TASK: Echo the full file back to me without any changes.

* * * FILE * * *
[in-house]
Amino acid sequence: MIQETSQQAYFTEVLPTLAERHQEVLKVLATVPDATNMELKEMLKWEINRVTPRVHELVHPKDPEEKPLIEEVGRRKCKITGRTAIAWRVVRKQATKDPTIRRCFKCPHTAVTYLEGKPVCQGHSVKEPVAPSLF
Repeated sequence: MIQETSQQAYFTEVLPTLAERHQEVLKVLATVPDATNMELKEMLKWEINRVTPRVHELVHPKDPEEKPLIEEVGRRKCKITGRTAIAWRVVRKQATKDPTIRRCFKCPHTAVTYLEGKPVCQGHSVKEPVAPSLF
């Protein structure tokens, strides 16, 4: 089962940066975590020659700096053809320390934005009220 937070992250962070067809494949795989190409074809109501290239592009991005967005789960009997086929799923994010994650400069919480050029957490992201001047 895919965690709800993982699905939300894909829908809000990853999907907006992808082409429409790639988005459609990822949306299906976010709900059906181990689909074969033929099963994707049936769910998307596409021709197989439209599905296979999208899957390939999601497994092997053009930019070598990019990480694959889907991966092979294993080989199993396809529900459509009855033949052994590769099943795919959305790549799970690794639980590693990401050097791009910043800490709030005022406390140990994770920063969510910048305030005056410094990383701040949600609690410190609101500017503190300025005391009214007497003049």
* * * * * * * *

[in-house]
Amino acid sequence: MIQETSQQAYFTEVLPTLAERHQEVLKVLATVPDATNMELKEMLKWEINRVTPRVHELVHPKDPEEKPLIEEVGRRKCKITGRTAIAWRVVRKQATKDPTIRRCFKCPHTAVTYLEGKPVCQGHSVKEPVAPSLF
Repeated sequence: MIQETSQQAYFTEVLPTLAERHQEVLKVLATVPDATNMELKEMLKWEINRVTPRVHELVHPKDPEEKPLIEEVGRRKCKITGRTAIAWRVVRKQATKDPTIRRCFKCPHTAVTYLEGKPVCQGHSVKEPVAPSLF
């Protein structure tokens, strides 16, 4: 089962940066975590020659700096053809320390934005009220 937070992250962070067809494949795989190409074809109501290239592009991005967005789960009997086929799923994010994650400069919480050029957490992201001047 895919965690709800993982699905939300894909829908809000990853999907907006992808082409429409790639988005459609990822949306299906976010709900059906181990689909074969033929099963994707049936769910998307596409021709197989439209599905296979999208899957390939999601497994092997053009930019070598990019990480694959889907991966092979294993080989199993396809529900459509009855033949052994590769099943795919959305790549799970690794639980590693990401050097791009910043800490709030005022406390140990994770920063969510910048305030005056410094990383701040949600609690410190609101500017503190300025005391009214007497003049």